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"Buenos dias", "buenas noches" -- this was the first words in a foreign language I heard in my life, as a three-year old boy growing up in developing post-war Western Germany, where the first gastarbeiters had arrived from Spain. Fascinated by the strange sounds, I tried to get to know some more languages, the only opportunity being TV courses of English and French -- there was no foreign language education for pre-teen school children in Germany yet in those days. Read more



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Subject: Influence of L1 Syllable Structure on L2 of Two-Year-Old
Question: Hi,

I am a Japanese mother of a two-year-old daughter. We live in Japan
and she goes to a local nursery school, 8:30am to 6pm, five days a
week. She does not learn English there, but I hope my daughter gets
familier with English so I started to play English videos made for little
children, about 1hour, about 5 days a week, since she was half a
year.

Now she started to repeat words heard from the videos, but I started
to notice that her word pronunciation is always CVCV structured. For
example, ''clock'' is like ''kurokku'' and ''fish'' is like ''fishu''.

When I watch the videos with her, I always pronounce the words as
they are pronounced in the video (I am near-native). And no one but
me speaks to her in English, so there is no chance that she hears
wrongly pronounced English words.

Japanese is a CVCV structured so I understand that would occur to
those who has acquired Japanese, but I wonder if two-year-olds'
pronunciation has already shaped to their native languages, and will
not accept second language-peculiar pronunciation (CVC).

I would appreciate any comments or references I can turn to.

Thank you,

Mikiko Tsumura

Reply: You mention that you're the only person who speaks to your daughter in English. I think this may be *very* relevant. My father was in the American Foreign Service and spent the first several years of his career in Germany, and so I spent the first two and a half years of my life in that country, and almost everybody I interacted with there, except for my parents, spoke to me in German, and so at that point in my life I learned German faster than English; I even used German, preferentially, when talking to my parents, even though they normally spoke to me in English.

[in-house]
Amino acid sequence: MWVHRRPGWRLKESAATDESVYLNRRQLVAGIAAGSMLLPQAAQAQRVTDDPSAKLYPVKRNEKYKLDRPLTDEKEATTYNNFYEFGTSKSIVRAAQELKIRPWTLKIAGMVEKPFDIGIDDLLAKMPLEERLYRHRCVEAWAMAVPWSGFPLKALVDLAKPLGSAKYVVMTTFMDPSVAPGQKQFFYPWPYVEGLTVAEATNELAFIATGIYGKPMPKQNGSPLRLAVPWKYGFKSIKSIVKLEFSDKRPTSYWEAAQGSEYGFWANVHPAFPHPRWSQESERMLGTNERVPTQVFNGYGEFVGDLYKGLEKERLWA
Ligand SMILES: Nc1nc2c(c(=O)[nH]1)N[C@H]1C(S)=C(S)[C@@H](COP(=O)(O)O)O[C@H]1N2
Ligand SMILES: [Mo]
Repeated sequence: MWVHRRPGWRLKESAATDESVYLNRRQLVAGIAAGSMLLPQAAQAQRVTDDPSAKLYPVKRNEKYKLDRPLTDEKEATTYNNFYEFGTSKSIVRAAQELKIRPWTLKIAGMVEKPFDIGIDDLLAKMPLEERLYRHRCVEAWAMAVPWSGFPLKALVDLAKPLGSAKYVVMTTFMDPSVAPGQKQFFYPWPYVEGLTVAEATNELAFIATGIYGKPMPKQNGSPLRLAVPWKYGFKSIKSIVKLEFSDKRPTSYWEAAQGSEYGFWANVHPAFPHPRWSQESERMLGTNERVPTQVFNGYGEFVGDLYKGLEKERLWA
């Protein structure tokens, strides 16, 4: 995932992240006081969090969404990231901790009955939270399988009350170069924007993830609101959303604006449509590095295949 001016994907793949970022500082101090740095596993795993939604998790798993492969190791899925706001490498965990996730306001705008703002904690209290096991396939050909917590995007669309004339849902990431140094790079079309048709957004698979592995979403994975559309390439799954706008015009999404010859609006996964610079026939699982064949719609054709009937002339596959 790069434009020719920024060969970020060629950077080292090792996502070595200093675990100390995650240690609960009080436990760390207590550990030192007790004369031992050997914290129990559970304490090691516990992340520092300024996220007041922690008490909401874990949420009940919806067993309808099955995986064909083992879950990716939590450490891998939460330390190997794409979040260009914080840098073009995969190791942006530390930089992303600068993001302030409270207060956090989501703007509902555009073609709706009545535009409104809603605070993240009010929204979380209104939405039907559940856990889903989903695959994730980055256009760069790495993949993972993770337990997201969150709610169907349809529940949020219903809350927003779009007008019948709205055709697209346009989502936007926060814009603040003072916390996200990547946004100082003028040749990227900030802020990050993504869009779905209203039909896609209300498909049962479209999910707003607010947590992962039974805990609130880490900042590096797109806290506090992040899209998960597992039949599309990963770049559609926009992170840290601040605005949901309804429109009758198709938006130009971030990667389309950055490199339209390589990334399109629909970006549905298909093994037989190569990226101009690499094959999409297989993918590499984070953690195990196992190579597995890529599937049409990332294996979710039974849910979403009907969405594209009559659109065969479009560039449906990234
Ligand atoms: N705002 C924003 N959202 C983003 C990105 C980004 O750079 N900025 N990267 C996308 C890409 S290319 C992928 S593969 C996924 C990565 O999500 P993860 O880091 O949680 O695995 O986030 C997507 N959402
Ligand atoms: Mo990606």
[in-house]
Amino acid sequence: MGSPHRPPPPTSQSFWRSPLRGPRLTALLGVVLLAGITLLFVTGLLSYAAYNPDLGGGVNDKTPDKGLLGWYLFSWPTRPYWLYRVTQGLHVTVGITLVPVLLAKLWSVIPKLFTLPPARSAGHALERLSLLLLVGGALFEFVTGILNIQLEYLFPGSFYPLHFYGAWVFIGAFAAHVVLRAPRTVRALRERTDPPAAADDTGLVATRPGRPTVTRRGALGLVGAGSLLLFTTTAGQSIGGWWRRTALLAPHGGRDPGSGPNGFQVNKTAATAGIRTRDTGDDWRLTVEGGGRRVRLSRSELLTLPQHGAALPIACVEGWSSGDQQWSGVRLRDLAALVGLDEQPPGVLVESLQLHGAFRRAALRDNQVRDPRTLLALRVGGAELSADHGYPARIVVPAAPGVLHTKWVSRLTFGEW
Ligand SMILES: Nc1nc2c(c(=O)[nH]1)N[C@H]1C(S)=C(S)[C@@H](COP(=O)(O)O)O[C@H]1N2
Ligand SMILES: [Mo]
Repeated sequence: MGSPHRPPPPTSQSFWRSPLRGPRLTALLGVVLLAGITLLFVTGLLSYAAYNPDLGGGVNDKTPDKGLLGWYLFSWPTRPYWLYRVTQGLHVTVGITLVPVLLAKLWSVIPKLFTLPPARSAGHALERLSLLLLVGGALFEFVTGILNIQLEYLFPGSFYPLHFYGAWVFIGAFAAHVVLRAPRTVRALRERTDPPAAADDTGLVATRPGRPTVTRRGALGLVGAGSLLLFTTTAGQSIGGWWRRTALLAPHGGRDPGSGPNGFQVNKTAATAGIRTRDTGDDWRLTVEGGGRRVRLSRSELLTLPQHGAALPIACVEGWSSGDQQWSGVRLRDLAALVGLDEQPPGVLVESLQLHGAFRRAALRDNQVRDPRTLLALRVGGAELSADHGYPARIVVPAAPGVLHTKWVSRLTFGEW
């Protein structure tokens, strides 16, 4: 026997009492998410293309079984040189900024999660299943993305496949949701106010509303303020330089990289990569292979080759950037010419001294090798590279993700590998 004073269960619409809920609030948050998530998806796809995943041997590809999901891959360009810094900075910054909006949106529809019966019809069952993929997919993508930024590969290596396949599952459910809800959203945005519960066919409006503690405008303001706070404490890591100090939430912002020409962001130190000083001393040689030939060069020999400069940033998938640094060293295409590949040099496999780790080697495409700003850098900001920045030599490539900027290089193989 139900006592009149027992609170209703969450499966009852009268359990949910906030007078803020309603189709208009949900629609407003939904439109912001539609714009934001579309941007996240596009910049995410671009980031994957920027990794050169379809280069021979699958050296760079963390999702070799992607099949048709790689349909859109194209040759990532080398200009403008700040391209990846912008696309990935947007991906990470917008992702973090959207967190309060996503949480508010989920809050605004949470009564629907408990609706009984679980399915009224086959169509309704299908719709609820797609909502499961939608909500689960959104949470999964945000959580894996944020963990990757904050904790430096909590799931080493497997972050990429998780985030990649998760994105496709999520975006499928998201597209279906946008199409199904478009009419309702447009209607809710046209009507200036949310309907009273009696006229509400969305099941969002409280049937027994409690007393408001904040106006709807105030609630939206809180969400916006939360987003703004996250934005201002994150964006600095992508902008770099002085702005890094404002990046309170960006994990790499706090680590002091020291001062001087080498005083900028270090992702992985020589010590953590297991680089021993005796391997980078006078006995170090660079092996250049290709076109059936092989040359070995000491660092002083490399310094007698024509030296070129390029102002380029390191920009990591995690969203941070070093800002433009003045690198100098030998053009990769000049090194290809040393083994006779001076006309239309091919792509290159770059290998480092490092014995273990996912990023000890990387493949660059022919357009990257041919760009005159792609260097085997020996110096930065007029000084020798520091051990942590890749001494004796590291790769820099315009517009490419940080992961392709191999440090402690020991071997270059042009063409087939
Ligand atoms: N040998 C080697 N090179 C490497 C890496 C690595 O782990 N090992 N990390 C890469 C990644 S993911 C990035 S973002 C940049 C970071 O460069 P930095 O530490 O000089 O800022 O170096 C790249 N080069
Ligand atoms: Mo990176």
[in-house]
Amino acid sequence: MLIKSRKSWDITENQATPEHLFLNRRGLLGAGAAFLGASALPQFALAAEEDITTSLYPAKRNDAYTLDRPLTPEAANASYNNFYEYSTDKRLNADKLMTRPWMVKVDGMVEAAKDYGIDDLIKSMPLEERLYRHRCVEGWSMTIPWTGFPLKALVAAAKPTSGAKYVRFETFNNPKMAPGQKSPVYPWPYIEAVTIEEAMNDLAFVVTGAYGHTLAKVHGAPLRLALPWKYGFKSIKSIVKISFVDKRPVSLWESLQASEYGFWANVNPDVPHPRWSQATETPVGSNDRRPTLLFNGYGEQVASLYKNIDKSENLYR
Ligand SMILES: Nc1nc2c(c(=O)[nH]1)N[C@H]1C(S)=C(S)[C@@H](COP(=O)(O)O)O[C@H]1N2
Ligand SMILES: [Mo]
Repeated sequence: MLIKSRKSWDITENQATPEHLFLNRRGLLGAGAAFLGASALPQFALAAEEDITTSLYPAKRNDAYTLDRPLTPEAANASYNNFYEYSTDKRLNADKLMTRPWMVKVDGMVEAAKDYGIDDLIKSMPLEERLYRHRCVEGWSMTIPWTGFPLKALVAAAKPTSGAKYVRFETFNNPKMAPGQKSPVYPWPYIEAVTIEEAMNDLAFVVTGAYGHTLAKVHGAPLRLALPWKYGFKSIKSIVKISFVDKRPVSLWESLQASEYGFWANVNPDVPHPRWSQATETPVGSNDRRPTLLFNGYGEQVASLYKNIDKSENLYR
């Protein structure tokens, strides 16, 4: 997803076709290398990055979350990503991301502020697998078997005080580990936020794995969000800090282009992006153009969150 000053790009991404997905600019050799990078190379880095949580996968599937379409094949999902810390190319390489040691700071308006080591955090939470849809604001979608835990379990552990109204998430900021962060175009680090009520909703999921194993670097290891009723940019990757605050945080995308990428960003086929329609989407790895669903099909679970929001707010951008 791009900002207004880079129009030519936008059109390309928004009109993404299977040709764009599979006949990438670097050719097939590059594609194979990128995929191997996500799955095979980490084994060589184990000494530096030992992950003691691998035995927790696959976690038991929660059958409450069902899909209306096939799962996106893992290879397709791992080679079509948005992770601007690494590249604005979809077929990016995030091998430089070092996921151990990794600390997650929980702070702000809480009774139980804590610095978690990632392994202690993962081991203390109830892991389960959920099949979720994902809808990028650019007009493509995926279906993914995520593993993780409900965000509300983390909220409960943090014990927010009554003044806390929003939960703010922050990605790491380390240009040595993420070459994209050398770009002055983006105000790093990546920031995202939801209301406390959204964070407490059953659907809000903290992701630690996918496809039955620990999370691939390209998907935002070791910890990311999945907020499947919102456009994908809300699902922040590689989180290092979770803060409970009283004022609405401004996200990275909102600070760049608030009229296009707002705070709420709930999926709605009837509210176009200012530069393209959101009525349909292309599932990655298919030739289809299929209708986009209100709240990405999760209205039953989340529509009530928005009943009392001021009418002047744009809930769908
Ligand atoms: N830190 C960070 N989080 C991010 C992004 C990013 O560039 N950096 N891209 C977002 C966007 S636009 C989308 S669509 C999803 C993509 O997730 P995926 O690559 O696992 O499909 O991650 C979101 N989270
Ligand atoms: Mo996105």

With this in mind, if you're concerned about your daughter acquiring a `correct English pronunciation', I would strongly encourage you to expose her not only to English-language videos (that's fine, but I think more can be done) but to more actual, flesh-and-blood English-speakers that she can really interact with. At the age of 2, your daughter is much too young for you to begin worrying yet, but as she gets older I would encourage you to do what you can to encourage her to form friendships & other positive relationships with English-speakers, people who will routinely speak English with her & around her.
Reply From: Steven Schaufele      click here to access email
 
Date: 06-May-2013
 
Other Replies:
  1. Re: Influence of L1 Syllable Structure on L2 of Two-Year-Old    Madalena Cruz-Ferreira     (03-May-2013)
  2. Re: Influence of L1 Syllable Structure on L2 of Two-Year-Old    Robert A Papen     (03-May-2013)
  3. Re: Influence of L1 Syllable Structure on L2 of Two-Year-Old    Herbert Frederic Stahlke     (03-May-2013)
  4. Re: Influence of L1 Syllable Structure on L2 of Two-Year-Old    Elizabeth J Pyatt     (03-May-2013)
  5. Re: Influence of L1 Syllable Structure on L2 of Two-Year-Old    Anthea Fraser Gupta     (09-May-2013)

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